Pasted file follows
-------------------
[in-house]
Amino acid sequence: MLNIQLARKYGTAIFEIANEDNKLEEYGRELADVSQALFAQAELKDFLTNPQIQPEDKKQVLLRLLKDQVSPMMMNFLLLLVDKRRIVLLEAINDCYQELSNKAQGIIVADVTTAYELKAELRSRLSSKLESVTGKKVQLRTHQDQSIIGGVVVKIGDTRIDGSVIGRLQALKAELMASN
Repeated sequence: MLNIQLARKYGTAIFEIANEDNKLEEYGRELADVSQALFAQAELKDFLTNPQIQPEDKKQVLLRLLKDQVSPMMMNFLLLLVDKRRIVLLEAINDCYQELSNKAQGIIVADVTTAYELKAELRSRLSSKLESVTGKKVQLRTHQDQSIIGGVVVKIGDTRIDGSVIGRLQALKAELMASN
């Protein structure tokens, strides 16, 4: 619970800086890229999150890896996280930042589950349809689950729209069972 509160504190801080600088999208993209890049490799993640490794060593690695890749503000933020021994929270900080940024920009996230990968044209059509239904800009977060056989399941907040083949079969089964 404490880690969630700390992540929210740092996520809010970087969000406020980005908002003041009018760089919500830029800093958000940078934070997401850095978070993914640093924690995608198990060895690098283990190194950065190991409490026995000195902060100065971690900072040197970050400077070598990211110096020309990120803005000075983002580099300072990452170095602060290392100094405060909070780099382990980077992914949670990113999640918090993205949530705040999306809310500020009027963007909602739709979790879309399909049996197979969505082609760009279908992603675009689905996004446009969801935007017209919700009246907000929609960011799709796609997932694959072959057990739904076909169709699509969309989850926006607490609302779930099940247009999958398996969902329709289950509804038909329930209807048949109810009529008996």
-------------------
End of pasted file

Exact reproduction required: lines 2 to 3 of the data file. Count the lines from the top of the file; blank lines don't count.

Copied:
Amino acid sequence: MLNIQLARKYGTAIFEIANEDNKLEEYGRELADVSQALFAQAELKDFLTNPQIQPEDKKQVLLRLLKDQVSPMMMNFLLLLVDKRRIVLLEAINDCYQELSNKAQGIIVADVTTAYELKAELRSRLSSKLESVTGKKVQLRTHQDQSIIGGVVVKIGDTRIDGSVIGRLQALKAELMASN
Repeated sequence: MLNIQLARKYGTAIFEIANEDNKLEEYGRELADVSQALFAQAELKDFLTNPQIQPEDKKQVLLRLLKDQVSPMMMNFLLLLVDKRRIVLLEAINDCYQELSNKAQGIIVADVTTAYELKAELRSRLSSKLESVTGKKVQLRTHQDQSIIGGVVVKIGDTRIDGSVIGRLQALKAELMASN